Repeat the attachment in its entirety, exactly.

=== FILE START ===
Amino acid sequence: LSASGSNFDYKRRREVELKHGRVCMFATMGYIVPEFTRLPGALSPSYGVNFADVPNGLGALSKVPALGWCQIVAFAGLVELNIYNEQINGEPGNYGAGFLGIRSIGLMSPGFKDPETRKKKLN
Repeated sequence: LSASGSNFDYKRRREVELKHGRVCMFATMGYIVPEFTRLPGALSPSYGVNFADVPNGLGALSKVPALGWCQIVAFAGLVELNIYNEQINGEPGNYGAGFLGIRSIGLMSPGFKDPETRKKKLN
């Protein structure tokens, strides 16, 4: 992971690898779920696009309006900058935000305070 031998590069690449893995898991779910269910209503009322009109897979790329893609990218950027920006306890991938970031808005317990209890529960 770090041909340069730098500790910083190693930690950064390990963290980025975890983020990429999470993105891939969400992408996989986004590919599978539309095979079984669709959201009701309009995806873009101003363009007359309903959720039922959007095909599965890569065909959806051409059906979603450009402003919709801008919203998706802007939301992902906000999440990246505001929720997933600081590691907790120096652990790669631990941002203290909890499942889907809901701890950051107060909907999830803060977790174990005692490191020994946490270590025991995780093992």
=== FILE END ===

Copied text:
Amino acid sequence: LSASGSNFDYKRRREVELKHGRVCMFATMGYIVPEFTRLPGALSPSYGVNFADVPNGLGALSKVPALGWCQIVAFAGLVELNIYNEQINGEPGNYGAGFLGIRSIGLMSPGFKDPETRKKKLN
Repeated sequence: LSASGSNFDYKRRREVELKHGRVCMFATMGYIVPEFTRLPGALSPSYGVNFADVPNGLGALSKVPALGWCQIVAFAGLVELNIYNEQINGEPGNYGAGFLGIRSIGLMSPGFKDPETRKKKLN
């Protein structure tokens, strides 16, 4: 992971690898779920696009309006900058935000305070 031998590069690449893995898991779910269910209503009322009109897979790329893609990218950027920006306890991938970031808005317990209890529960 770090041909340069730098500790910083190693930690950064390990963290980025975890983020990429999470993105891939969400992408996989986004590919599978539309095979079984669709959201009701309009995806873009101003363009007359309903959720039922959007095909599965890569065909959806051409059906979603450009402003919709801008919203998706802007939301992902906000999440990246505001929720997933600081590691907790120096652990790669631990941002203290909890499942889907809901701890950051107060909907999830803060977790174990005692490191020994946490270590025991995780093992």